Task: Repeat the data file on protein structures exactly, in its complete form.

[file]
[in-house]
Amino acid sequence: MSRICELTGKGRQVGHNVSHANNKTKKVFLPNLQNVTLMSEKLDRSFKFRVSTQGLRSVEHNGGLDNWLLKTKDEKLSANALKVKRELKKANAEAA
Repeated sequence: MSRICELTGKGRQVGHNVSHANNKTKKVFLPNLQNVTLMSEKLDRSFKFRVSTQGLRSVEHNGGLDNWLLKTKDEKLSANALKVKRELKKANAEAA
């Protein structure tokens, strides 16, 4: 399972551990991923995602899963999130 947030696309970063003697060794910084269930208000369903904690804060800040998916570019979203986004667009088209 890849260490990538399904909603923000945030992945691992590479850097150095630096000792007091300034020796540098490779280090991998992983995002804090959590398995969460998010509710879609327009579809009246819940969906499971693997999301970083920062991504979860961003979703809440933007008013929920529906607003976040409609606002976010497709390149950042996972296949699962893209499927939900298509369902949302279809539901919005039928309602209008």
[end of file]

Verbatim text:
[in-house]
Amino acid sequence: MSRICELTGKGRQVGHNVSHANNKTKKVFLPNLQNVTLMSEKLDRSFKFRVSTQGLRSVEHNGGLDNWLLKTKDEKLSANALKVKRELKKANAEAA
Repeated sequence: MSRICELTGKGRQVGHNVSHANNKTKKVFLPNLQNVTLMSEKLDRSFKFRVSTQGLRSVEHNGGLDNWLLKTKDEKLSANALKVKRELKKANAEAA
């Protein structure tokens, strides 16, 4: 399972551990991923995602899963999130 947030696309970063003697060794910084269930208000369903904690804060800040998916570019979203986004667009088209 890849260490990538399904909603923000945030992945691992590479850097150095630096000792007091300034020796540098490779280090991998992983995002804090959590398995969460998010509710879609327009579809009246819940969906499971693997999301970083920062991504979860961003979703809440933007008013929920529906607003976040409609606002976010497709390149950042996972296949699962893209499927939900298509369902949302279809539901919005039928309602209008």